I’m simply thrilled to have achieved this success. The most important thing, though, is that I couldn’t have done this without God the Father, the Son and the Holy Spirit. To Him goes all the glory. He heard my fervent prayers along the way — all the way from the beginning of RegencyRags. He’s never left my side. RegencyRags wouldn’t be the success it is today without Him. In the Bible, Jesus tells us that the meek will inherit the earth, so I cannot claim any of this victory for myself. Without God I wouldn’t have this huge success, nor would I even be close to the person that I am today. Words can’t express my gratitude. I want everyone to understand that I couldn’t have done this without His divine hand covering me every step of the way.
With God’s hand as my first covering, my second covering came from my husband, Craig. I couldn’t have done this without his support either. He’s had my back on this project every step of the way. It would have been impossible for me to do all the traveling I did without him staying behind at the home front cleaning out those litterboxes and making sure the floors got bleached. I knew he’d make the perfect husband for me when he delivered a litter of kittens while I was away receiving a Regional Award for Daphne. All this even before we were engaged!
My darling husband is an attorney for a great firm in the Clear Lake area of Houston who specializes in all areas of real estate with his passion being the litigation aspects. Craig and I are members of our local Methodist church, Gateway Community Church in the Clear Lake area of Houston. He’s an integral member of BAHEP (Bay Area Houston Economic Partnership), holds a leadership role in our Life Group, and is a former student of Texas A&M at College Station. We don’t own a Collie for nothing! His great employment has allowed me to stay home and take full-time care of my cats and kittens.
I am a native Californian who spent her first 35 years living either on the Central Coast enjoying the mild Mediterranean climate or the equally refreshing coastal breezes of Long Beach. I used to think 80 degrees was hot. It’s hard to believe that I’d never lived in a house with air conditioning until I moved to Texas. When it got warm we just left the windows open all night. When I first came to the Gulf Coast I couldn’t understand why people didn’t open their windows to let in a cool breeze. By that first May of 2006 I had a pretty good idea of the way it would be through September. Now I don’t open my windows either, except for three or four times a year. The years have gone by quickly. It’s been four and a half years later I can’t say that I’ve actually adjusted to the climate. I’ve endured a hurricane (Ike in 2008), I’ve survived living in sub-tropical climate, and I’ve come to truly appreciate what it means to sit in an ice cold movie theatre in August. But I’ve certainly adjusted to the good old fashioned Southern Hospitality I’ve found around here in Southeast Texas.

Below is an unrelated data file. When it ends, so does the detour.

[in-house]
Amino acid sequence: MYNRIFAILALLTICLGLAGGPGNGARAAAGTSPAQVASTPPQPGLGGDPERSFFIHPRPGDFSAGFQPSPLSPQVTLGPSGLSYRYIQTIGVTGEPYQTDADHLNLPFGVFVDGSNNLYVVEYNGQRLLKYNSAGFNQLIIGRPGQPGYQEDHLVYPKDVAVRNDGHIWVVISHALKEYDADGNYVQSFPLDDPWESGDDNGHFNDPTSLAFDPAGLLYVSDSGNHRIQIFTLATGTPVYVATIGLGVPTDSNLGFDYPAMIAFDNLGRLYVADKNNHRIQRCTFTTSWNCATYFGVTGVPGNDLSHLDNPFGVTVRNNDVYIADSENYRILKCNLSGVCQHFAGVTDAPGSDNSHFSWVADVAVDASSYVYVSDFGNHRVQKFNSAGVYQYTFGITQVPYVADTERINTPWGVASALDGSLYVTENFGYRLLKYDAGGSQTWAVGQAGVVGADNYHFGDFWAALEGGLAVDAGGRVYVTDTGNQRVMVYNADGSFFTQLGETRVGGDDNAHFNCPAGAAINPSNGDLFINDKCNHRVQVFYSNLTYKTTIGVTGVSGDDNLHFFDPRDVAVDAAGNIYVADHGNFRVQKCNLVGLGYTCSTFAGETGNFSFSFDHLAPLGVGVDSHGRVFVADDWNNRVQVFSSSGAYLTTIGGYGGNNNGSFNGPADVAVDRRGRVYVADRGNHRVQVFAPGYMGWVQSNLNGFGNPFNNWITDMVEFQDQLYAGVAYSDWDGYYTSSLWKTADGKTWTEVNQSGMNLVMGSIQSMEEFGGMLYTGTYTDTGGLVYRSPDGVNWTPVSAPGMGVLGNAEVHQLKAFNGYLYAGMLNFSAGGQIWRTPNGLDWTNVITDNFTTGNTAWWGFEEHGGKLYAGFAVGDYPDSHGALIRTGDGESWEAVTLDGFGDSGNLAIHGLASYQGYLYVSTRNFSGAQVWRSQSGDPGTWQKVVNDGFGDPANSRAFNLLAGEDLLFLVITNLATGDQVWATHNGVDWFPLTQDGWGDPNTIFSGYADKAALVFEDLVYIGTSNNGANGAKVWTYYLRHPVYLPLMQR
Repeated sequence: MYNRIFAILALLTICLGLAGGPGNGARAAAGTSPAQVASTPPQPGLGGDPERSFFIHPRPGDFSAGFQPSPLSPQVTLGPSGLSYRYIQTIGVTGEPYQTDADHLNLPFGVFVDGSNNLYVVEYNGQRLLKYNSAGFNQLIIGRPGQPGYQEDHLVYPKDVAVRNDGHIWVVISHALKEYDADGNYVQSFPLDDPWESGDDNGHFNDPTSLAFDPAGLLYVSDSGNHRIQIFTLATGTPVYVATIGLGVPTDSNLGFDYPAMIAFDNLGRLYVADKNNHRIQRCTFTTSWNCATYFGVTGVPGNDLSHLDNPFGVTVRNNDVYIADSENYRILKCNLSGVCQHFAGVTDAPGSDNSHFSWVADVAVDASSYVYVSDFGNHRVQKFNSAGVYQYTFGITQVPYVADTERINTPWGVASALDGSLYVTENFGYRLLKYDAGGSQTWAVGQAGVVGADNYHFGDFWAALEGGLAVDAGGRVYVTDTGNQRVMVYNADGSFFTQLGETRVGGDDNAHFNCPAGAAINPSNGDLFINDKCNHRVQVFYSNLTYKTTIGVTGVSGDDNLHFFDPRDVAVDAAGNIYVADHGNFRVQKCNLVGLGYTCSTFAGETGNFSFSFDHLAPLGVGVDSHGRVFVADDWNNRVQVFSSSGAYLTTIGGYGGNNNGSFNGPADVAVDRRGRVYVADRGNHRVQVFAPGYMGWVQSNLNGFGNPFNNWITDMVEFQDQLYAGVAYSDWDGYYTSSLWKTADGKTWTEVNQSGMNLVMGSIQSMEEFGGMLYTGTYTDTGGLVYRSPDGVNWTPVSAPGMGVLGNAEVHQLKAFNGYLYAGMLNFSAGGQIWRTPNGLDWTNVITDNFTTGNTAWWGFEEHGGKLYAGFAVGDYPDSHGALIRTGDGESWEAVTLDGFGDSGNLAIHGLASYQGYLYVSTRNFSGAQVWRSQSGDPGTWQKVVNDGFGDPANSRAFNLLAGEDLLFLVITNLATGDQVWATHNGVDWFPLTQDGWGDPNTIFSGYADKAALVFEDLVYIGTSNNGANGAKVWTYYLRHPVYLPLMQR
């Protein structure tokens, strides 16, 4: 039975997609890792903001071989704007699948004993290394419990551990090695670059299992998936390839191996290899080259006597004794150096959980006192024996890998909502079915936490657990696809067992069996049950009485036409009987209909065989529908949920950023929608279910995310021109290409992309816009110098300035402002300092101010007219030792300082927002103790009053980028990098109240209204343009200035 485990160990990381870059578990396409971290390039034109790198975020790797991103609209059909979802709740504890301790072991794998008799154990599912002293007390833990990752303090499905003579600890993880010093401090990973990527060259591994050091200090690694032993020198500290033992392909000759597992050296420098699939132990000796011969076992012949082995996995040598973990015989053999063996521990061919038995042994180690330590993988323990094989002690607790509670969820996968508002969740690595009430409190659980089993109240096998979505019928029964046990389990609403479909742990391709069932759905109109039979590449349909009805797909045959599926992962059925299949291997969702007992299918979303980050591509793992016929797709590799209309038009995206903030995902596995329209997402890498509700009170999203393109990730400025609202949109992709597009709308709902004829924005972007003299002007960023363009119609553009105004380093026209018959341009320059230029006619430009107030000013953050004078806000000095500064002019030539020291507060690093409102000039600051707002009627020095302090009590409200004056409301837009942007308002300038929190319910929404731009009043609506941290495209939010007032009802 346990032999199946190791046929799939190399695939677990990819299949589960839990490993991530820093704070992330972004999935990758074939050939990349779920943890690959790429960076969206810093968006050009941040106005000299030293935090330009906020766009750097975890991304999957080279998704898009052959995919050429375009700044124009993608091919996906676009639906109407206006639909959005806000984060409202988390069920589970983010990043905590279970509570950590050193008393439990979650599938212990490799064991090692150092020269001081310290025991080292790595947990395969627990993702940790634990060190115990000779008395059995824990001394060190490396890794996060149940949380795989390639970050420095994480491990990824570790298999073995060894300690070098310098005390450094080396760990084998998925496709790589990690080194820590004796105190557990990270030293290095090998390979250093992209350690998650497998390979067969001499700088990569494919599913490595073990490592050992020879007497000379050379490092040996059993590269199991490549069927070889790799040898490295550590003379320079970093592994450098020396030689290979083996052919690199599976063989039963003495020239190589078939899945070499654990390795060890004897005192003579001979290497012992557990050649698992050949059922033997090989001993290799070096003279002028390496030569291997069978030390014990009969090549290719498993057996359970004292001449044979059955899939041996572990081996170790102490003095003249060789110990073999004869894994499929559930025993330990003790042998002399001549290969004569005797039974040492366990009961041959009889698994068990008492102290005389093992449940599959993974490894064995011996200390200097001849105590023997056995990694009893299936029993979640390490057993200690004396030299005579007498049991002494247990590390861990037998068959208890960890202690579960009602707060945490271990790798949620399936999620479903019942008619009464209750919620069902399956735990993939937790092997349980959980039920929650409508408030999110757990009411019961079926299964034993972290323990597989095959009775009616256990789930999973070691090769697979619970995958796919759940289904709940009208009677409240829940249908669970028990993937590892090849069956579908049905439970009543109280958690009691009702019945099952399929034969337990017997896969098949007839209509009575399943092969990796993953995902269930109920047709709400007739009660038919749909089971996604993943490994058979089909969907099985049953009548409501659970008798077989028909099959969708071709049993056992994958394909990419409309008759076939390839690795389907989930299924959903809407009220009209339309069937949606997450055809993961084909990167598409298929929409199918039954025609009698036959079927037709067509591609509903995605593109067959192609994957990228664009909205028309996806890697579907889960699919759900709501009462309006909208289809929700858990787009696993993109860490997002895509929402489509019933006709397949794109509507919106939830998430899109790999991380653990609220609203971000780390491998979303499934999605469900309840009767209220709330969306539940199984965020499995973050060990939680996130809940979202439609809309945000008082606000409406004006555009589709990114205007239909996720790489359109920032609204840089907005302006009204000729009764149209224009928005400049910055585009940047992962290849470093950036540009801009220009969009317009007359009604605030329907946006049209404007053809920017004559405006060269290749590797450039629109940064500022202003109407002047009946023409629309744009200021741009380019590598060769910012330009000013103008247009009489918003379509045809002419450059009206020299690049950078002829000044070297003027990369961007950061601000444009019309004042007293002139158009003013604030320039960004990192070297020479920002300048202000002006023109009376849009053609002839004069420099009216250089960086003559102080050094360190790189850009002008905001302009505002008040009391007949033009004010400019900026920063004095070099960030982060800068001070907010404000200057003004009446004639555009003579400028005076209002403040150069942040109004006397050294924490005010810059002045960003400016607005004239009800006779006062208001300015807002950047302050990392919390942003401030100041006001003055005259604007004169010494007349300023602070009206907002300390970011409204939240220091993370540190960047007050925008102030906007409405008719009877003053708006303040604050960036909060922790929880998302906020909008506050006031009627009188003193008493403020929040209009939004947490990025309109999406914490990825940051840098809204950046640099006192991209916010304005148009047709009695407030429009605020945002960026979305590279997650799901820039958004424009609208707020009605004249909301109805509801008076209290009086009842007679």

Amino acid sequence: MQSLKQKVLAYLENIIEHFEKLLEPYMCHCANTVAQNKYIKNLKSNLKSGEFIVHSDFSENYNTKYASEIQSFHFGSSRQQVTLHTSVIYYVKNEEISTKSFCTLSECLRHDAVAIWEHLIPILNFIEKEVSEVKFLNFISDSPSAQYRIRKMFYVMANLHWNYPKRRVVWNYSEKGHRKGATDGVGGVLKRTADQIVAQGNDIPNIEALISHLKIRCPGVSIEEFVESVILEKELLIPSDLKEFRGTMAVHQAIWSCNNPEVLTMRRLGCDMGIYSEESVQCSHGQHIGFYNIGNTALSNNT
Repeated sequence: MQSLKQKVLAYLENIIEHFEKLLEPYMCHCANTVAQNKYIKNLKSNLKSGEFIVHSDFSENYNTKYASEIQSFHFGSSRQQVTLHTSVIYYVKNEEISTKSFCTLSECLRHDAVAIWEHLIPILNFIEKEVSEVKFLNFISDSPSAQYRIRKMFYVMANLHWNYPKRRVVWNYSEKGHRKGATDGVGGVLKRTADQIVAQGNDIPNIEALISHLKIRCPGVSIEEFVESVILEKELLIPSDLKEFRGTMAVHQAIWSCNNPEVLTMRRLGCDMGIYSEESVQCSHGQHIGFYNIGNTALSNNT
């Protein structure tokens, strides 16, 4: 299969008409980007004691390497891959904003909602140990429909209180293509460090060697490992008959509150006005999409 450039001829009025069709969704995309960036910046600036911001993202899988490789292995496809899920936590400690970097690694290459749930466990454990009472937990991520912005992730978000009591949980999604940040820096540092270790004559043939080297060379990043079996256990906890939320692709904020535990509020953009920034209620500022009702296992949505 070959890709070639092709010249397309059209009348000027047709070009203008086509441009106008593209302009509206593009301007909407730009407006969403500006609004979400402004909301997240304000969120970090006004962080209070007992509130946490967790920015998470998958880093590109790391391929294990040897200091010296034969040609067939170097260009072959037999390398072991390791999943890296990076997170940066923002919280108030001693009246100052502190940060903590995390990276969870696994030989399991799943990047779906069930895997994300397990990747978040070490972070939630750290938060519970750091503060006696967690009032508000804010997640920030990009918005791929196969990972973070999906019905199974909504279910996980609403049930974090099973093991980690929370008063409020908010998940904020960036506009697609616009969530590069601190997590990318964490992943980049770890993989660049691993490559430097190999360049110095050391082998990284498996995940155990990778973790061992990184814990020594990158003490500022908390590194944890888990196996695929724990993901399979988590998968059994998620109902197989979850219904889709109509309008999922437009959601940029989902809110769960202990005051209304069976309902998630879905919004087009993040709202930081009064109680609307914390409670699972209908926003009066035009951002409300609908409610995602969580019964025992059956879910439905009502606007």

The picture to the right is one of me taken when the cattery and I were still in California. In this photo I’m holding RegencyRags O Joyous Coquette, aka CoCo Bear, and wearing my hair in the Regency fashion. My love for history has always been strong. My original intent was to name all my Ragdoll cats after American Regency Romances I had read (or devoured?) when I was in high school. For whatever reasons that never happened. But really, that is the whole reason I named my cattery RegencyRags and everything. So, this last January I brought home a new Ragdoll kitten from California and named her Snugglerags Delicate Dilemma, aka Danielle. Finally, I’ve named one of my cats after a Regency Romance!
In closing, I hope you enjoy exploring my site. I’ve been a breeder for a decade now, so I’ve accumulated a bunch of pictures and have tried to insert them as best I could throughout the site. There’s some good information on the Buying a Kitten from RegencyRags page. You’ll find my planned litters and available kittens by clicking on the tab by that same name. Please contact me with any questions! I’m always open to talking “Ragdolls.”
God be with you,